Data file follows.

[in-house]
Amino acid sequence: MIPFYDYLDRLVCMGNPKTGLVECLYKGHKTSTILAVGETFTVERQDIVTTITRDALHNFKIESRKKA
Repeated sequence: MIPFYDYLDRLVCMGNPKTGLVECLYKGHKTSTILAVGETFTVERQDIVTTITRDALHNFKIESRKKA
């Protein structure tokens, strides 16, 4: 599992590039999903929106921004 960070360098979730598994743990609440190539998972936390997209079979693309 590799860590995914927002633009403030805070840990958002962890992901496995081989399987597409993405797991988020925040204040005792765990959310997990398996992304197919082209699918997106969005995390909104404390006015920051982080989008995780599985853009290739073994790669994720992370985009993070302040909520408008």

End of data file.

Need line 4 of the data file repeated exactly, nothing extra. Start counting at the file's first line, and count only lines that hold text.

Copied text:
């Protein structure tokens, strides 16, 4: 599992590039999903929106921004 960070360098979730598994743990609440190539998972936390997209079979693309 590799860590995914927002633009403030805070840990958002962890992901496995081989399987597409993405797991988020925040204040005792765990959310997990398996992304197919082209699918997106969005995390909104404390006015920051982080989008995780599985853009290739073994790669994720992370985009993070302040909520408008």